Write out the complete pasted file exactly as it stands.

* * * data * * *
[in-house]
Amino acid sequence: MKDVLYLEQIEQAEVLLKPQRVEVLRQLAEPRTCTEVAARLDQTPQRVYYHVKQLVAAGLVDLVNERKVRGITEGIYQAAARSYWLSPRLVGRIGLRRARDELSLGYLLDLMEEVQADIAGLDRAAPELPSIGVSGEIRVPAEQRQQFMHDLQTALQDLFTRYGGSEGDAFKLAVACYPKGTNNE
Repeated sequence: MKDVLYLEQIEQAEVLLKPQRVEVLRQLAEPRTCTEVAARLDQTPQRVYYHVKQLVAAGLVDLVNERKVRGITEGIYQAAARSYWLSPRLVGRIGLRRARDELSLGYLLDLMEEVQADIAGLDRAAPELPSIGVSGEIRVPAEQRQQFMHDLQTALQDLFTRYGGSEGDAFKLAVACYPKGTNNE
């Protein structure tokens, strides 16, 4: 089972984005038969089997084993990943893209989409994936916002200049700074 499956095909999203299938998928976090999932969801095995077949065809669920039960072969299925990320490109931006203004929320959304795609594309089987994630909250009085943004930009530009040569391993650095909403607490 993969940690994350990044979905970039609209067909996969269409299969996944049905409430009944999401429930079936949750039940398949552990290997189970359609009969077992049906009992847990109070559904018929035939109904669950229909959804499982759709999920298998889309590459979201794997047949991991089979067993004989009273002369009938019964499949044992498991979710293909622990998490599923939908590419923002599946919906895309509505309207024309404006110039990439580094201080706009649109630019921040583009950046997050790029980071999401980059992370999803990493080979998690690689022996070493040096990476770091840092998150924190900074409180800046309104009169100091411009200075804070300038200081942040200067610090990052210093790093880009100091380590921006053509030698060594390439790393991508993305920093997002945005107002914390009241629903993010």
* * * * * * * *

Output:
[in-house]
Amino acid sequence: MKDVLYLEQIEQAEVLLKPQRVEVLRQLAEPRTCTEVAARLDQTPQRVYYHVKQLVAAGLVDLVNERKVRGITEGIYQAAARSYWLSPRLVGRIGLRRARDELSLGYLLDLMEEVQADIAGLDRAAPELPSIGVSGEIRVPAEQRQQFMHDLQTALQDLFTRYGGSEGDAFKLAVACYPKGTNNE
Repeated sequence: MKDVLYLEQIEQAEVLLKPQRVEVLRQLAEPRTCTEVAARLDQTPQRVYYHVKQLVAAGLVDLVNERKVRGITEGIYQAAARSYWLSPRLVGRIGLRRARDELSLGYLLDLMEEVQADIAGLDRAAPELPSIGVSGEIRVPAEQRQQFMHDLQTALQDLFTRYGGSEGDAFKLAVACYPKGTNNE
């Protein structure tokens, strides 16, 4: 089972984005038969089997084993990943893209989409994936916002200049700074 499956095909999203299938998928976090999932969801095995077949065809669920039960072969299925990320490109931006203004929320959304795609594309089987994630909250009085943004930009530009040569391993650095909403607490 993969940690994350990044979905970039609209067909996969269409299969996944049905409430009944999401429930079936949750039940398949552990290997189970359609009969077992049906009992847990109070559904018929035939109904669950229909959804499982759709999920298998889309590459979201794997047949991991089979067993004989009273002369009938019964499949044992498991979710293909622990998490599923939908590419923002599946919906895309509505309207024309404006110039990439580094201080706009649109630019921040583009950046997050790029980071999401980059992370999803990493080979998690690689022996070493040096990476770091840092998150924190900074409180800046309104009169100091411009200075804070300038200081942040200067610090990052210093790093880009100091380590921006053509030698060594390439790393991508993305920093997002945005107002914390009241629903993010």